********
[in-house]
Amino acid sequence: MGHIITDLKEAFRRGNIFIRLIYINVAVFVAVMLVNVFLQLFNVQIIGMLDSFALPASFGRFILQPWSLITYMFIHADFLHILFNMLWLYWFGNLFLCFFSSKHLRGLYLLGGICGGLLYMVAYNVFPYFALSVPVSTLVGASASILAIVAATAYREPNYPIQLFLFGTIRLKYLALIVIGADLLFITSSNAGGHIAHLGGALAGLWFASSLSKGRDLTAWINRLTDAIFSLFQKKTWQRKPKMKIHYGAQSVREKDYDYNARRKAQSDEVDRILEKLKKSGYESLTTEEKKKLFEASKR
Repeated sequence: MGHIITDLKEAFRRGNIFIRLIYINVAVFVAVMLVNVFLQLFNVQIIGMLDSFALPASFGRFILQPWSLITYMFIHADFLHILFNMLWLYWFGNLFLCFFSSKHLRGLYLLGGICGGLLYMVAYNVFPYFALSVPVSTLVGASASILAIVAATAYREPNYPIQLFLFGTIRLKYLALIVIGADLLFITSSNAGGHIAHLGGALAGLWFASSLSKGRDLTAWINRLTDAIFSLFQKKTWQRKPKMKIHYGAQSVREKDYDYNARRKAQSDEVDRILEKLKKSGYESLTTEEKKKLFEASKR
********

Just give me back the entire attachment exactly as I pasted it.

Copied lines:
[in-house]
Amino acid sequence: MGHIITDLKEAFRRGNIFIRLIYINVAVFVAVMLVNVFLQLFNVQIIGMLDSFALPASFGRFILQPWSLITYMFIHADFLHILFNMLWLYWFGNLFLCFFSSKHLRGLYLLGGICGGLLYMVAYNVFPYFALSVPVSTLVGASASILAIVAATAYREPNYPIQLFLFGTIRLKYLALIVIGADLLFITSSNAGGHIAHLGGALAGLWFASSLSKGRDLTAWINRLTDAIFSLFQKKTWQRKPKMKIHYGAQSVREKDYDYNARRKAQSDEVDRILEKLKKSGYESLTTEEKKKLFEASKR
Repeated sequence: MGHIITDLKEAFRRGNIFIRLIYINVAVFVAVMLVNVFLQLFNVQIIGMLDSFALPASFGRFILQPWSLITYMFIHADFLHILFNMLWLYWFGNLFLCFFSSKHLRGLYLLGGICGGLLYMVAYNVFPYFALSVPVSTLVGASASILAIVAATAYREPNYPIQLFLFGTIRLKYLALIVIGADLLFITSSNAGGHIAHLGGALAGLWFASSLSKGRDLTAWINRLTDAIFSLFQKKTWQRKPKMKIHYGAQSVREKDYDYNARRKAQSDEVDRILEKLKKSGYESLTTEEKKKLFEASKR